We develop Medical Policies to provide guidance to Members and Providers. This Medical Policy relates only to the services or supplies described in it. The existence of a Medical Policy is not an authorization, certification, explanation of benefits, or a contract for the service (or supply) that is referenced in the Medical Policy. For a determination of the benefits that a Member is entitled to receive under his or her health plan, the Member's health plan must be reviewed. If there is a conflict between the Medical Policy and a health plan, the express terms of the health plan will govern.
American Diabetes Association. (2018). Standards of Medical Care in Diabetes – 2018. Diabetes Care, Retrieved October 29, 2018 from www.diabetes.org.
Bergenstal, R., Klonoff, D., Garg, S., Bode, B., Meredith, M., Slover, R., et. al., (2013). Threshold-Based Insulin-Pump Interruption for Reduction of Hypoglycemia. The New England Journal of Medicine. 369, 224-232. (Level 2 Evidence)
Blue Cross Blue Shield Association. Evidence Positioning System. (11:2017) Artificial pancreas device systems (1.01.30). Retrieved October 29, 2018 from http://www.evidencepositioningsystem.com. (14 articles and/or guidelines reviewed)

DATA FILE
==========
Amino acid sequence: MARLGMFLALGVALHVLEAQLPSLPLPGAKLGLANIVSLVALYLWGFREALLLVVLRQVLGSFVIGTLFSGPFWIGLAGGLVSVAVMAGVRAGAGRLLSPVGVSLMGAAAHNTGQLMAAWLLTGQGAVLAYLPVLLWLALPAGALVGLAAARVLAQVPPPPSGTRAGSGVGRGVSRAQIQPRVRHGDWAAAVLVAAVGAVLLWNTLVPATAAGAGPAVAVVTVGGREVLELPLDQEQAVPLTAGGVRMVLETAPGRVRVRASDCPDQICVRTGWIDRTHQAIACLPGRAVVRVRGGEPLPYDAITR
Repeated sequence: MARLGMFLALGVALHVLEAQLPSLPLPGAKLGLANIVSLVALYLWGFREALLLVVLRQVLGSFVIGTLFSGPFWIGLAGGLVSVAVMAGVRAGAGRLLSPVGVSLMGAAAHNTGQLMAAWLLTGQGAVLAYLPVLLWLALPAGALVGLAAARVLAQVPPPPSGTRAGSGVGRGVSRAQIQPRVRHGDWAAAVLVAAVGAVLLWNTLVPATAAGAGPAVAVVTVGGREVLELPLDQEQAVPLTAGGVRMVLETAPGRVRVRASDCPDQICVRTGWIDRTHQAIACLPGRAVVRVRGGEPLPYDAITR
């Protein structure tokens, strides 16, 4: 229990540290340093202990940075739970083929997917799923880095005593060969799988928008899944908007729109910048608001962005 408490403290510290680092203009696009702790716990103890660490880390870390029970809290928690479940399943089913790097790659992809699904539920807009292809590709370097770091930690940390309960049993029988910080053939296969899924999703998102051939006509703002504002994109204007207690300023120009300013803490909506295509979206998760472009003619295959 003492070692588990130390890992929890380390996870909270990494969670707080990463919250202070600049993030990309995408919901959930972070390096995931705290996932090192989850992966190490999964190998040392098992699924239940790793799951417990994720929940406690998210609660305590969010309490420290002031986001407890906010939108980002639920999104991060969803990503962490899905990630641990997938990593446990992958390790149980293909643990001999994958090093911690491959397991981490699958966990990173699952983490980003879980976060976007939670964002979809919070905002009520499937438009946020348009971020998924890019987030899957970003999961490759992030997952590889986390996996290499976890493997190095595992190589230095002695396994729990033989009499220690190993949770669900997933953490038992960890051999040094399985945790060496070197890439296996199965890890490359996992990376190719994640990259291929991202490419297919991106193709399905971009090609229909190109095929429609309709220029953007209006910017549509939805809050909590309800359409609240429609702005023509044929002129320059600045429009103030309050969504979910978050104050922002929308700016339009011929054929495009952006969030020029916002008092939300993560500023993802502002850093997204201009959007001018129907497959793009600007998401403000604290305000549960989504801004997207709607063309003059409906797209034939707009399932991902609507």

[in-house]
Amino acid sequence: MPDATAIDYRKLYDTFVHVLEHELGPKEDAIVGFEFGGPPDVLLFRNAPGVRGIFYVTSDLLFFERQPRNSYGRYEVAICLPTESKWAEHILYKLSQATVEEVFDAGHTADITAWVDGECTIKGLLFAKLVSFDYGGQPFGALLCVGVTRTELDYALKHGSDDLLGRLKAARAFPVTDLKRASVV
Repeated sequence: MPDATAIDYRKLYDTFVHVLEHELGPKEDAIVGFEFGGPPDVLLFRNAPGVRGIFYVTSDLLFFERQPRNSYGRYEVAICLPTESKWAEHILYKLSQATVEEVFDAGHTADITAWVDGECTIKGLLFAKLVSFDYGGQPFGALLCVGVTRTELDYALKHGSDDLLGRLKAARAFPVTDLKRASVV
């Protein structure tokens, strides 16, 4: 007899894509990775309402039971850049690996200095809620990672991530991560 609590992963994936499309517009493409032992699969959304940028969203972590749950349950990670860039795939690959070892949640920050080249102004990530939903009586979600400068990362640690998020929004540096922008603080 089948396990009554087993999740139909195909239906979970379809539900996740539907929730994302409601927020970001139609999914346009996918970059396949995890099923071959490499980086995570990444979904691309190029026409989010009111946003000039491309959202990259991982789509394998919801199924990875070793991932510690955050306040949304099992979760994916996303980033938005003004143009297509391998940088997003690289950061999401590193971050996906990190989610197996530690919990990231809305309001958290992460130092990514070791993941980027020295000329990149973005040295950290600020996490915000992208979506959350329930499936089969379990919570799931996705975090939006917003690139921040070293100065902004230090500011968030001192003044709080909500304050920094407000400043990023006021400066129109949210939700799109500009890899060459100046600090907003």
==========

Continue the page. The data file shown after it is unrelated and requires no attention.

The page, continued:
ECRI Institute. Emerging Technology Report. (February 2015).Threshold-suspend/low-glucose-suspend Insulin delivery systems for managing hypoglycemia in patients with type 1 diabetes mellitus. Retrieved April 2, 2015 from ECRI Institute. (119 articles and/or guidelines reviewed)
Gόmez, A.M., Marίn Carrillo,L.F., Muñoz Velandia, O.M., Rondόn Sepúlveda, M.A., Arévalo Correa, C.M., Mora Garzόn, E., et al. (2017). Long-term efficacy and safety of sensor augmented insulin pump therapy with low-glucose suspend feature in patients with type 1 diabetes. Diabetes Technology & Therapeutics, 19 (2), 109-114. Abstract retrieved December 4, 2017 from PubMed database.
Kovatchev, B., Renard, E., Cobelli, C., Zisser, H., Keith-Hynes, P., Anderson, S., et al. (2014) Safety of Outpatient Closed-Loop Control: First Randomized Crossover Trials of a Wearable Artificial Pancreas. Diabetes Care, 37, 1789-1796. (Level 3 evidence)
Ly, T.T., Nicholas, J.A., Retterath, A., Lim, E.M., Davis, E.A., & Jones, T.W. (2013). Effect of sensor-augmented insulin pump therapy and automated insulin suspension vs standard insulin pump therapy on hypoglycemia in patients with type 1 diabetes: a randomized clinical trial. Journal of the American Medical Association, 310 (12), 1240-1247. Abstract retrieved December 4, 2017 from PubMed database.
Perkins, B., Halpern, E., Orszag, A., Weisman, A., Houlden, R., Bergenstal R., et al. (2015) Sensor augmented pump and multiple daily injection therapy in the United States and Canada: post-hoc analysis of a randomized control trial. Canadian Journal of Diabetes, 39 (1), 50-54. Abstract retrieved March 6, 2017 from PubMed database.
U. S. Food and Drug Administration. (September 2013). Center for Devices and Radiological Health. Premarket Approval Database P120010 (Minimed® 530G System). Retrieved March 5, 2015 from http://www.accessdata.fda.gov.
ORIGINAL EFFECTIVE DATE: 9/13/2015
MOST RECENT REVIEW DATE: 1/10/2019